Purchase Order fraud – easier than with purchasing cards

There’s been a lot of negative publicity around Purchasing Cards in the public sector particularly recently.  I must say, I’m amazed that Visa, MasterCard or the big banks who dominate that public sector market (Barclays and RBS in particular) haven’t tried to defend themselves.  We’ve provided a bit of that defence, as we believe that, used properly, they provide at least as strong a defence against fraud or inappropriate spend as most other P2P processes. That’s true whether we are talking public or private sector.

And just as an example of that.. here’s an article from the Beloit Daily News in Wisconsin, which describes what appears to be a fraud executed by an employee.

“ After revelations a city employee may have fraudulently used more than $30,000 in taxpayer funds, Beloit City Manager Larry Arft has ordered a review of purchasing policies. Arft said the suspect was able to make the fraudulent purchases because his division head was not reviewing and signing off on them as he should have. The Beloit Daily News is not disclosing the name of the suspect because he has not yet been arrested or charged”.

In many organisations, it’s far easier, we would suggest to commit a PO fraud than a Card fraud – the Card statement does provide a pretty clear audit trail, and a “dodgy” company (for example, one set up by an employee purely to receive fraudulent payments) would not be able to accept card payments.  And the lack of scrutiny in many organisations means many individuals are able to raise POs AND personally authorise payments.

“That’s how he was able to game the system,” Arft said. “Once he figured out the purchase orders weren’t being looked at and accepted at face value, he pretty much knew he had an open door there and obviously took advantage of it.”

So while cards give the Mail and the Telegraph a nice headline to beat up public servants, they may well be reducing the incidence of fraud, as well as saving transactional costs. But that’s not a good story, is it?

Voices (6)

  1. PlanBee:

    Ben

    As a taxpayer I am delighted that you have saved the Government millions in transaction costs.

    Just exactly how did these savings materialise. Were sveral hundred AP clerks made redundant, or several accounting systems closed down.

    Thought not

  2. Dan:

    It doesn’t really matter whether you use a P card or a purchase order – if someone is determined enough to commit fraud, they’ll find a way.

  3. Phoenix:

    At a local authority, we used to joke that with all the PO pads (yes, pads!) left lying around in unattended offices, by the time we’d be discovered we’d be miles away in the new Jag we’d bought. But then the biggest type of fraud wasn’t card misuse or PO fraud, it was managers awarding business to their brother-in-law’s consultancy firm. Some claimed they weren’t aware that what they were doing was wrong.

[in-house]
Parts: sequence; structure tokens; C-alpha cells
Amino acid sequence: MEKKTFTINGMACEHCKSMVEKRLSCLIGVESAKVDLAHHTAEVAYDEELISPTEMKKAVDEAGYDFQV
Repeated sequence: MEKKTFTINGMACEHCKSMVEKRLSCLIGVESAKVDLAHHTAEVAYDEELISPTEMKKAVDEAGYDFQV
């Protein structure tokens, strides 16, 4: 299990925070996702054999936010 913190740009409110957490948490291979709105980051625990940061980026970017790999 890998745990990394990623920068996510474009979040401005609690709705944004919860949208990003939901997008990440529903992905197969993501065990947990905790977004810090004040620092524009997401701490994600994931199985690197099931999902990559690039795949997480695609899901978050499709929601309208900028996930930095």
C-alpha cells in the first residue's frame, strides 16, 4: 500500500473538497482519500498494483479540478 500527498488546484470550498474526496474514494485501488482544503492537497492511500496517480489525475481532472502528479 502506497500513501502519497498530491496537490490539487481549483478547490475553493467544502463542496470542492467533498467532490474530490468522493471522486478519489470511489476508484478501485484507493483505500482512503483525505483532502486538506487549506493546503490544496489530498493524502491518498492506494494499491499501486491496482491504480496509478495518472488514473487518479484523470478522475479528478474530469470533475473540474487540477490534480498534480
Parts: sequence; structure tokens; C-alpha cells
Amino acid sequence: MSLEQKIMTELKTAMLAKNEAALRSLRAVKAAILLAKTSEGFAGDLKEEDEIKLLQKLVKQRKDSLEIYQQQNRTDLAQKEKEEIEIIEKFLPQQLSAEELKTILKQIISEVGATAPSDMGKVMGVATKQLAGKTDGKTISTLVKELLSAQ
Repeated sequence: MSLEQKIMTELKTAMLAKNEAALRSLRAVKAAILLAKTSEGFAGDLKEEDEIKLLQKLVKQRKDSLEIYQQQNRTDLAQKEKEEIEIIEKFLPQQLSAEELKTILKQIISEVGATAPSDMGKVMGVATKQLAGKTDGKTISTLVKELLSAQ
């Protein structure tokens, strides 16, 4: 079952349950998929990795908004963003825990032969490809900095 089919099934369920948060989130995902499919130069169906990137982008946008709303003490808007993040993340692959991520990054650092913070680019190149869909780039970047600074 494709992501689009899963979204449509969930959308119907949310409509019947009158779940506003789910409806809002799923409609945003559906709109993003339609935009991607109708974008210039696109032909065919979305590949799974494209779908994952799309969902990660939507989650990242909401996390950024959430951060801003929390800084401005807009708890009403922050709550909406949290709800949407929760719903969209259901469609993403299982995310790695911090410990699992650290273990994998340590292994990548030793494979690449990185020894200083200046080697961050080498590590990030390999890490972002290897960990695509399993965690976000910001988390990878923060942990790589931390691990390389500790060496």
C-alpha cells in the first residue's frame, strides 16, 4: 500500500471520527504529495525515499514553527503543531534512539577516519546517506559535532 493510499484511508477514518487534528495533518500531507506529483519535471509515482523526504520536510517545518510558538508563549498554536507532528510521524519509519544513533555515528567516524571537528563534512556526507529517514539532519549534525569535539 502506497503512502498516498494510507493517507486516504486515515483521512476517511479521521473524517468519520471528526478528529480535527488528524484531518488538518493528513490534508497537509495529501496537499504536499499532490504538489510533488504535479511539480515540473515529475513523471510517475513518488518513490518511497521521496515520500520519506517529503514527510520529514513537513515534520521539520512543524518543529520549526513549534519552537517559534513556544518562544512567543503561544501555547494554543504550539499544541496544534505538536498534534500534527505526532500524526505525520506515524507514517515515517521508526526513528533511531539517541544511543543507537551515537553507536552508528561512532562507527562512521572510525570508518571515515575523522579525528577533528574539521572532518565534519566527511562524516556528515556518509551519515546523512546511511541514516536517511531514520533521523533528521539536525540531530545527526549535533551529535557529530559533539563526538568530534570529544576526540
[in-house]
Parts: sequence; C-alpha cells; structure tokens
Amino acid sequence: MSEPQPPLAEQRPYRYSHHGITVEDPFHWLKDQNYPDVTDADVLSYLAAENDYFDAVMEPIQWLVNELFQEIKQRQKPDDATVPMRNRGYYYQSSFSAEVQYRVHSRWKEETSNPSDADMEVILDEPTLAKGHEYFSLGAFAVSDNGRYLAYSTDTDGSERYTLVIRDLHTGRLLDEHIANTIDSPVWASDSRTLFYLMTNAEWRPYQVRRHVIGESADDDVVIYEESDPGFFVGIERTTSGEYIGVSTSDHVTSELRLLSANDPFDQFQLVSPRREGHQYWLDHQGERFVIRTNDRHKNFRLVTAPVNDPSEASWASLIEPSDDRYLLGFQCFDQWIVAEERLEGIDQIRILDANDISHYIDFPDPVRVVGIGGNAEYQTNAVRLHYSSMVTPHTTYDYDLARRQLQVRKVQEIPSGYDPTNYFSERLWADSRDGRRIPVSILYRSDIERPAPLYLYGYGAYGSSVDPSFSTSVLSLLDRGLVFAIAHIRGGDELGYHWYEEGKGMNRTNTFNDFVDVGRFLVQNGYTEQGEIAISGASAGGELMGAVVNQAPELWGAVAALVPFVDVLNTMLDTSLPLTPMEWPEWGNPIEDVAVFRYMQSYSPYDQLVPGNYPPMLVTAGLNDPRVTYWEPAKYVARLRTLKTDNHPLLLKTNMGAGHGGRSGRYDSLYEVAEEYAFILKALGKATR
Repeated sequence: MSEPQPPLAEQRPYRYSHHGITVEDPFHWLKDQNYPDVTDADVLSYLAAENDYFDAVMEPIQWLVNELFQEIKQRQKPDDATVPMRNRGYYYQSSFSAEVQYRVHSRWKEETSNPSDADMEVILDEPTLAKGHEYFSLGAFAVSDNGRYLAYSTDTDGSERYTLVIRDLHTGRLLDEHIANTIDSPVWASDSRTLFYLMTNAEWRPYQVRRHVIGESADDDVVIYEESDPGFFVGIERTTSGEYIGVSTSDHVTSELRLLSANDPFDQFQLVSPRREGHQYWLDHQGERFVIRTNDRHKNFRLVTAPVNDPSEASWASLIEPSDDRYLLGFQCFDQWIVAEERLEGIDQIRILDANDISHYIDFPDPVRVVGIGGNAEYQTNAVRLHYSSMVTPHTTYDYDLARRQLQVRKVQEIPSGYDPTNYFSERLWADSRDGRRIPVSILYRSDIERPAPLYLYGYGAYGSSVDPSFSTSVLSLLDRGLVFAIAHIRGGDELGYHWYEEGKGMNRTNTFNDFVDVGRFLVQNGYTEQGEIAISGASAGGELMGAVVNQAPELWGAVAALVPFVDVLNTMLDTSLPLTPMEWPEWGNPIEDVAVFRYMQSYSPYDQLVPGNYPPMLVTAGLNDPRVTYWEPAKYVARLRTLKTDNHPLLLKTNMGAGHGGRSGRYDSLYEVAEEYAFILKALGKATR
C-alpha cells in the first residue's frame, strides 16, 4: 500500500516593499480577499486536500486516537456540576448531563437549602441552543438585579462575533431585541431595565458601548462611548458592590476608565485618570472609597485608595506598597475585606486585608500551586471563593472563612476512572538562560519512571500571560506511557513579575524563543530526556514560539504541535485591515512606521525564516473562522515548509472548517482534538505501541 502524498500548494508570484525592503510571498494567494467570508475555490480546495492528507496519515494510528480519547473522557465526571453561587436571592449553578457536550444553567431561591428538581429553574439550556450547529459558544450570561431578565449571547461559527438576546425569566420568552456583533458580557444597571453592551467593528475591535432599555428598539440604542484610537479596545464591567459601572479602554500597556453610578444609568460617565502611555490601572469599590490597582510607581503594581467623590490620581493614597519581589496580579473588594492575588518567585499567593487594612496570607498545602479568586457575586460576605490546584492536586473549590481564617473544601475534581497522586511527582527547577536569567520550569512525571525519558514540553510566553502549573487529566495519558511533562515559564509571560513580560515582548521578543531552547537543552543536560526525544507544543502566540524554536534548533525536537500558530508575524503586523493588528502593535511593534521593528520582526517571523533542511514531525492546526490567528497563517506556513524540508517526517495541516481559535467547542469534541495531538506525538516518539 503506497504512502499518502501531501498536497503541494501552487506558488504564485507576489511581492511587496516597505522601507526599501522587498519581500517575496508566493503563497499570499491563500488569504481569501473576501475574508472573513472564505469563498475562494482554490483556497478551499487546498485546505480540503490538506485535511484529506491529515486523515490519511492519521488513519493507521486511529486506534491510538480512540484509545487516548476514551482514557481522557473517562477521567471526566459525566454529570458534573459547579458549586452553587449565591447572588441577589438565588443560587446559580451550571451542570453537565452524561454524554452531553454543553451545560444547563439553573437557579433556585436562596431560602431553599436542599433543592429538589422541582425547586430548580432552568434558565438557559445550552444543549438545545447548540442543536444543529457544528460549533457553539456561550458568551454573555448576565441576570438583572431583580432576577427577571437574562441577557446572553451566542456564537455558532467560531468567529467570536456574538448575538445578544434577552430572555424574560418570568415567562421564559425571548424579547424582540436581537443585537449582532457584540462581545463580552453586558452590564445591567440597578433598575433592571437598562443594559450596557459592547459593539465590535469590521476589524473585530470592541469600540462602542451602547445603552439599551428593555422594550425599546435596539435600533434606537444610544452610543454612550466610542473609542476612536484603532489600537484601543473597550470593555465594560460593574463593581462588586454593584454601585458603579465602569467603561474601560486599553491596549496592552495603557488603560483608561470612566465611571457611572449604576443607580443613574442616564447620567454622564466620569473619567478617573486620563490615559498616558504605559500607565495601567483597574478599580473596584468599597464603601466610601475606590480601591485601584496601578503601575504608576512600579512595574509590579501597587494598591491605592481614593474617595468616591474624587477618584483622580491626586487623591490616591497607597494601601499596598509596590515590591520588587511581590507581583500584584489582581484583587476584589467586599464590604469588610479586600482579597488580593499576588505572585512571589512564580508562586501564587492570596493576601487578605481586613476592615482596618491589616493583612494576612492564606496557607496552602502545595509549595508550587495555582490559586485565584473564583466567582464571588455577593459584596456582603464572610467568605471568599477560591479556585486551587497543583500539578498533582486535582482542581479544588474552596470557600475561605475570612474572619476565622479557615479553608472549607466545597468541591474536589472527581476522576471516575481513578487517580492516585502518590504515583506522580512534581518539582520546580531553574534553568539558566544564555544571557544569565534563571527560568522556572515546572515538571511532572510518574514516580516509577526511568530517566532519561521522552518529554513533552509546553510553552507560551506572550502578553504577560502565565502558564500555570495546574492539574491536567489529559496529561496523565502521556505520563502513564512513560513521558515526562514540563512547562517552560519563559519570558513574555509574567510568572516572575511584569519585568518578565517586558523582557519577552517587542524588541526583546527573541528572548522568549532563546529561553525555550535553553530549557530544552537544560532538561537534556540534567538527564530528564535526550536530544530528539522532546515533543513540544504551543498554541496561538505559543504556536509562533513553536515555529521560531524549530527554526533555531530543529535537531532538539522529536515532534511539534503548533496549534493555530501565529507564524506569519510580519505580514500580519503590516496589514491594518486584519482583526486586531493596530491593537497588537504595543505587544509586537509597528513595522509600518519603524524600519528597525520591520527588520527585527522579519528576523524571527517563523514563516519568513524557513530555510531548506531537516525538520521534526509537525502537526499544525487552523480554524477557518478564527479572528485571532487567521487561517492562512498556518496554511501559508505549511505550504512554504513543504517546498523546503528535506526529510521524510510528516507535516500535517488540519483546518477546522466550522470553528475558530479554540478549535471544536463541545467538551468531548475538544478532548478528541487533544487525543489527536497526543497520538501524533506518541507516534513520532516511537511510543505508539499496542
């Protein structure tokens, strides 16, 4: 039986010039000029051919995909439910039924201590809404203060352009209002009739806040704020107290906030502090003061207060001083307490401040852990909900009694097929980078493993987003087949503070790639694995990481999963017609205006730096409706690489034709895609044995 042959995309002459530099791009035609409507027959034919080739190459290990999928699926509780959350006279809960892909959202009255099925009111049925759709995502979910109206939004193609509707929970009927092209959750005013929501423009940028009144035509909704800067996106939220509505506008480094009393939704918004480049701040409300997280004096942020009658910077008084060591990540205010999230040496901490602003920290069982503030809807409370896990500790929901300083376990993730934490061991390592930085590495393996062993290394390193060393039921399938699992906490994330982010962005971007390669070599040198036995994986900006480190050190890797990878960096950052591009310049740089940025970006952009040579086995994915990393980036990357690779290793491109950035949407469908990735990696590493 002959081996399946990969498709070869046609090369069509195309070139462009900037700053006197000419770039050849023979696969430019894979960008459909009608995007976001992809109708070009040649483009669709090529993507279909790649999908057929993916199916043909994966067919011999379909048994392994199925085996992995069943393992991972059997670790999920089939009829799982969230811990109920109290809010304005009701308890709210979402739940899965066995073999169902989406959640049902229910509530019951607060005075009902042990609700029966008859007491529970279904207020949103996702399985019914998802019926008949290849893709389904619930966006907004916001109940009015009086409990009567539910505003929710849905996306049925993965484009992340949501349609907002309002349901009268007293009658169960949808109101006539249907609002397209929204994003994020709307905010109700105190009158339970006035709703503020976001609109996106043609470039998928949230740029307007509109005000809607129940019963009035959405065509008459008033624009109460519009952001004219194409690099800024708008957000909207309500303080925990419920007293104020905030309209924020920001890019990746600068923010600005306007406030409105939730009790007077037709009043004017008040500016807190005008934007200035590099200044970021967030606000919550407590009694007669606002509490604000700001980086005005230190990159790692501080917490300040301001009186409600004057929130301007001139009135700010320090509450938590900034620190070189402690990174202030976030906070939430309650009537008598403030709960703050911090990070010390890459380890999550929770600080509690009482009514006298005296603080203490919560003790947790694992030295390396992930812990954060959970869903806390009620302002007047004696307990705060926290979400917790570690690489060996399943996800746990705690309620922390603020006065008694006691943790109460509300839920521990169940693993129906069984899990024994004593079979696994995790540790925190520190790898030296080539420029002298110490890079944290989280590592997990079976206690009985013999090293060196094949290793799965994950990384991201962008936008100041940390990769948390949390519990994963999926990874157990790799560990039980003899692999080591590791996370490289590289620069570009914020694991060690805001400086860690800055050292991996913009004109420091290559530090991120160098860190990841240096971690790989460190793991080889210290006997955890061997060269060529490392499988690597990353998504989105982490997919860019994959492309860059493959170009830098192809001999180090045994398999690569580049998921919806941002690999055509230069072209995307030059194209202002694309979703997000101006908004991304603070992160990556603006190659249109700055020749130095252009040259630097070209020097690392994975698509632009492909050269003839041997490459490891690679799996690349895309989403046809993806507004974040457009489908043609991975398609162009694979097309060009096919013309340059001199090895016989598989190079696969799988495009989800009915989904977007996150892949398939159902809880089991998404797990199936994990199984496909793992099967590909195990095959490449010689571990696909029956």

4. Chris Luke:

    Yes, on the one hand, it is surprising that the banks are not much more active in defending Purchase Cards; on the other hand, banks have a credibility problem, so would anyone believe they are not just trying to increase their profitability? Best if Purchase Cards are left to the professionals to manage as an important route to market for low risk, low value purchases and defend their use appropriately.

  5. flog:

    Going back a few years (the last century in fact) from personal experience from when in a ‘real job’ and using both purchase orders and p cards. In the years in which we had p cards in place, I was involved in investigating several alledged (i’d left the sector before any final decisions/actions were made) frauds and in each case the ‘route’ was the purchase order i.e. all signed off properly. The alledged errant party being the instigator of the requirement, but not one of those with signing authority at requisition or po level. The products were routine and the amounts small enough to be ‘below the radar’ in terms of critical assessment of the need etc. In each case, the organisation picked up the loss – had the transactions (there were well within the P card thresholds) been made via our p card – the bank would have refunded the organisation and then dealt with the errrant party – another benefit of the cards.

  6. Ben McKee:

    Couldn’t agree more. As a GPC provider American Express is proud to be associated with the GPC programme. What’s also not mentioned in these articles is the vast majority of the spend that goes through the GPC programme (circa £1bn p.a.) saves many millions of £s in processing and transaction costs and also attracts a financial rebate.

    Additionally this is something that has been used by private sector organisations for many years, in many different countries – they wouldn’t do it if it didn’t generate cost savings overall.

    So when you tot up the pluses, they far outweigh the (perceived) minuses as trumpeted by the trigger happy media. As a committed GPC provider American Express will be publishing a supplement in Civil Service World to try and balance the debate. We feel this is a programme worth defending.

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